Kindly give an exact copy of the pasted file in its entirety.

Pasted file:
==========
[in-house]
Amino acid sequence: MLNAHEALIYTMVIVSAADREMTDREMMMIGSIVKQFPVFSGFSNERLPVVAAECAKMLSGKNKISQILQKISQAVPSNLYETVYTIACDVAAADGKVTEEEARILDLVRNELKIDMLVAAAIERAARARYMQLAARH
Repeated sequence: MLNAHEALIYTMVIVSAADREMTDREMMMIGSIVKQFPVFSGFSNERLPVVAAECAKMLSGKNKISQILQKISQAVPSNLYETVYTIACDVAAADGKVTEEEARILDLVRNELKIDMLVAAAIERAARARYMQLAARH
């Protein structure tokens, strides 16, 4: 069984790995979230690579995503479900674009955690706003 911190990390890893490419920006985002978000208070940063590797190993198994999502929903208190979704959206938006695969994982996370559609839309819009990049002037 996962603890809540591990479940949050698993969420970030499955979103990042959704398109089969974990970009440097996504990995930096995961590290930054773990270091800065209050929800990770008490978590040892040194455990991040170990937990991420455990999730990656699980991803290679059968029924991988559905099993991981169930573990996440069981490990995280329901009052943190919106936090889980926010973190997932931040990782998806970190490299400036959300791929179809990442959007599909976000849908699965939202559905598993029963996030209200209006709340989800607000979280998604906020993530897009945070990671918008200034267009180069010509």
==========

[in-house]
Amino acid sequence: MLNAHEALIYTMVIVSAADREMTDREMMMIGSIVKQFPVFSGFSNERLPVVAAECAKMLSGKNKISQILQKISQAVPSNLYETVYTIACDVAAADGKVTEEEARILDLVRNELKIDMLVAAAIERAARARYMQLAARH
Repeated sequence: MLNAHEALIYTMVIVSAADREMTDREMMMIGSIVKQFPVFSGFSNERLPVVAAECAKMLSGKNKISQILQKISQAVPSNLYETVYTIACDVAAADGKVTEEEARILDLVRNELKIDMLVAAAIERAARARYMQLAARH
């Protein structure tokens, strides 16, 4: 069984790995979230690579995503479900674009955690706003 911190990390890893490419920006985002978000208070940063590797190993198994999502929903208190979704959206938006695969994982996370559609839309819009990049002037 996962603890809540591990479940949050698993969420970030499955979103990042959704398109089969974990970009440097996504990995930096995961590290930054773990270091800065209050929800990770008490978590040892040194455990991040170990937990991420455990999730990656699980991803290679059968029924991988559905099993991981169930573990996440069981490990995280329901009052943190919106936090889980926010973190997932931040990782998806970190490299400036959300791929179809990442959007599909976000849908699965939202559905598993029963996030209200209006709340989800607000979280998604906020993530897009945070990671918008200034267009180069010509």